England are on the verge of a first Test win for almost a year, but at close of play on his birthday James Anderson still seemed unable to resist a party-piece contretemps with the opposition.
Even Friday's looming International Cricket Council disciplinary hearing, on a Level 3 charge for allegedly "abusing and pushing" Ravindra Jadeja, failed to deter England's famously grumpy fast bowler from apparently 'ear-bashing' India batsman Ajinkya Rahane as the teams left the field on day four of the third Investec Test.
Anderson had marked his 32nd birthday with a first-innings haul of five for 53 at the Ageas Bowl, to help England into a position where they need only six more wickets on the final day to level the series at 1-1.
But after Alastair Cook (70no) and Joe Root (56) had then helped England set a world-record target of 445 - and England reduced India to 112 for four - Anderson was spotted chuntering to the opposition by umpire Rod Tucker.
A ticking-off then came his way in return.
Root could offer no more details of events as he reflected on an otherwise excellent, if overdue day for English cricket.
"I wasn't aware that was at all the case," he said, at the suggestion Anderson had been at the centre of any ill-feeling.
"I'm sure it was absolutely nothing."
Anderson has often appeared to thrive by surrounding himself with an aggressive atmosphere on the pitch.
Root added: "It is obviously massive.
"Not only does he bring that, he brings his stats as well....(England's) leading wicket-taker across all formats.
"He's had it [aggression] all his career. He's done it fantastically well, and continued to take wickets."
There was no particular birthday feelgood factor either.
Asked if Anderson was more genial than usual, Root said: "No, he's grumpy because he's a year older."
India opener Shikhar Dhawan was already out when Anderson and Rahane had their disagreement.
When he was told about it later, he said: "That's normal. If he had words with him....it's normal in cricket.
"It happens sometimes....you just get on with it."
Any late aggro apart, England had much to smile about after putting themselves in such a strong position for a first Test win in 11 matches.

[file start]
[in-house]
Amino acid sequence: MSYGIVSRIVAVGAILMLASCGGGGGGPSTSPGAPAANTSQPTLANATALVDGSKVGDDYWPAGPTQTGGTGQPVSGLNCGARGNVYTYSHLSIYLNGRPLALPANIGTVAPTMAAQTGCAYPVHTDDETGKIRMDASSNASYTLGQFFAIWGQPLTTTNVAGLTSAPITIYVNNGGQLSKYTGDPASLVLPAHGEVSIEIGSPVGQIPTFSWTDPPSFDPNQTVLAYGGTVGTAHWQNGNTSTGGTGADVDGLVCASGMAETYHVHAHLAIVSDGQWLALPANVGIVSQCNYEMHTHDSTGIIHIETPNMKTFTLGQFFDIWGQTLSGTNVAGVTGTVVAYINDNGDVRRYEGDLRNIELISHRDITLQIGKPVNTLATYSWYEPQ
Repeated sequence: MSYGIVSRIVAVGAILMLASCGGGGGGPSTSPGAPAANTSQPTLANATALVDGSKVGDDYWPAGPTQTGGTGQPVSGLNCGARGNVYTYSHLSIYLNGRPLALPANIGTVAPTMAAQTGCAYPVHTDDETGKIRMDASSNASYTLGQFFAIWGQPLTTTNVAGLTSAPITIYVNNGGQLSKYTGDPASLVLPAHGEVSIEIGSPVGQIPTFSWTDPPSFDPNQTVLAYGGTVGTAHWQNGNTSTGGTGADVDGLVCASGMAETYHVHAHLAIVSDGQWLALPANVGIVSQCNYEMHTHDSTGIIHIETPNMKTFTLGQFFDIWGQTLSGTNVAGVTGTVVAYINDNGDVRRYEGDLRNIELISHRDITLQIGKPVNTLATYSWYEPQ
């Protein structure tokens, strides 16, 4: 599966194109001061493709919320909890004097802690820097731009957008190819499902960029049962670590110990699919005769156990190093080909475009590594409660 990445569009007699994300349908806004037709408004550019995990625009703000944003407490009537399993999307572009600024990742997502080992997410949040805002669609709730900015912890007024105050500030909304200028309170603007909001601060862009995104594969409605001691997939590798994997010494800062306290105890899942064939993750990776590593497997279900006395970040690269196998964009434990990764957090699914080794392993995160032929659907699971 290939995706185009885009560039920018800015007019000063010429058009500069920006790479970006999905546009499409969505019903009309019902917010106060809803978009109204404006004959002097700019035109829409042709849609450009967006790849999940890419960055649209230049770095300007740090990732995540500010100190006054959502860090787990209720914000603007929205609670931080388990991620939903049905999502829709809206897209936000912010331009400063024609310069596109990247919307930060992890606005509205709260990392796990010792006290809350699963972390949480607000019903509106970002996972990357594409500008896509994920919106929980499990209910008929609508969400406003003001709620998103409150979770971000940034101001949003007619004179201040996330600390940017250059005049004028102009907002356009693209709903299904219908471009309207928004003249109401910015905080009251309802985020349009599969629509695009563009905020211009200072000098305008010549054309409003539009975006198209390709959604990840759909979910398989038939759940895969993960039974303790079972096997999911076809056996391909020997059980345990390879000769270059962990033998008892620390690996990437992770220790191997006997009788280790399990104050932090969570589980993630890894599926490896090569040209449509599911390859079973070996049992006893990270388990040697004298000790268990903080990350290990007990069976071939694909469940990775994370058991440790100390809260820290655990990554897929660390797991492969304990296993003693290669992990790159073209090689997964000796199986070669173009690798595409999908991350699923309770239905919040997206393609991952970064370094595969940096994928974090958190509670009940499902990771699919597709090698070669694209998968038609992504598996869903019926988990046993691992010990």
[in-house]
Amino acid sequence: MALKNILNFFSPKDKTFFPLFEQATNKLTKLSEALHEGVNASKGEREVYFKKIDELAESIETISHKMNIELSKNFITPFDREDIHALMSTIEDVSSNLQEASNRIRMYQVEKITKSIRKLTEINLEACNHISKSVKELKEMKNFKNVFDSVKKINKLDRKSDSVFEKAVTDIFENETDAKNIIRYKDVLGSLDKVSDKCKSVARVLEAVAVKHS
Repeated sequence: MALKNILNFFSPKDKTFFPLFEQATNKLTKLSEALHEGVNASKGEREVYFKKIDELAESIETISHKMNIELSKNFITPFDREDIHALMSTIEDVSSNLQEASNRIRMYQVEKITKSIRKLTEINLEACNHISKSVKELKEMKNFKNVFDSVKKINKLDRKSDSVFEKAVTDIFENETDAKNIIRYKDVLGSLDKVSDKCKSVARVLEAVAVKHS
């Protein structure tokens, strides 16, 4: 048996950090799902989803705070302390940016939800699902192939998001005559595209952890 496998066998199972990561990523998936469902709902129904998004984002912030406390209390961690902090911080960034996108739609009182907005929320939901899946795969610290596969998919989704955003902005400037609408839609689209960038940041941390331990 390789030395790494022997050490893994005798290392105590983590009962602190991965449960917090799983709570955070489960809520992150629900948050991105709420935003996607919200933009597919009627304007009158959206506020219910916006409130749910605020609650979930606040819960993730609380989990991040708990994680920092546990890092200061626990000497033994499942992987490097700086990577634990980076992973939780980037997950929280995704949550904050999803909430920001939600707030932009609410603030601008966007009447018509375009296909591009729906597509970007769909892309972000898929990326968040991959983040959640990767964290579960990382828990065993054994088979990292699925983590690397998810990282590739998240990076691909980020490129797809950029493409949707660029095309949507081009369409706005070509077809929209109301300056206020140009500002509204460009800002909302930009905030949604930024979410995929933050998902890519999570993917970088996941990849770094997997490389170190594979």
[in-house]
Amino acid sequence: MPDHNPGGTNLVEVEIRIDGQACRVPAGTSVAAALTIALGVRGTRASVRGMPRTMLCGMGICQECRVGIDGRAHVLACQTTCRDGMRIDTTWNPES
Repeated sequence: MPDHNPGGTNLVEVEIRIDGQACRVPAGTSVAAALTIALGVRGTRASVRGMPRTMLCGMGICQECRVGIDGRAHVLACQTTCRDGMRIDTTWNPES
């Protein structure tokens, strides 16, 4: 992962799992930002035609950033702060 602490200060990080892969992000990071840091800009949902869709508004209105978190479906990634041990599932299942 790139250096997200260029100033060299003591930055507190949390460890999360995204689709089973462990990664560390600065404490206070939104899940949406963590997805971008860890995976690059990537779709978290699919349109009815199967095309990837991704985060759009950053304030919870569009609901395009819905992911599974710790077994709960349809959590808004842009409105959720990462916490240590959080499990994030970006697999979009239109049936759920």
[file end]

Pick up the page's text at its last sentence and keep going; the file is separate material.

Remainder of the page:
"I think as days of cricket go, that's one you want to have," said Root.
"To get the two early wickets we did was fantastic, and then a lot of credit has to go to Cookie - the way he set the game up with the bat, and the way he judged his innings was pretty much down to a tee.
"We wanted to have a good session at them tonight, and give ourselves a good score on the board.
"The way he played meant that guys like me, Ian (Bell) and Gary (Ballance) could be a bit more free at the other end.
"He won't get a lot of credit from a lot of people, but we know in our dressing room how big that was for us."
It was the spinners, rather than Anderson, who helped eke out England's evening wickets - along with an initial run-out.
Root added: "To go on and take four wickets was fantastic.
"We wanted to get at least a couple, but to make such good inroads was really pleasing.
"It's good to see a lot of guys back into form. Jimmy's got a 'five-for' under his belt, Ian with a big one and Cookie with back-to-back 50s.
"Now, pretty much everyone has contributed over the summer.
"We're really hungry for a win. It's been a long time now.
"That's all we're really bothered about."
Dhawan's assessment of conditions can only give England extra confidence that they can finish the job.
"The wicket has turn in it, and it's seaming a bit as well because of the rough patches," he said.
"It's not easy to bat on. Some balls are seaming, some keeping straight, sometimes turning.
"When you get out to a good one, you can't do much about it.
"It's going to be a bit hard....so we're going to (have to try) to build a big partnership."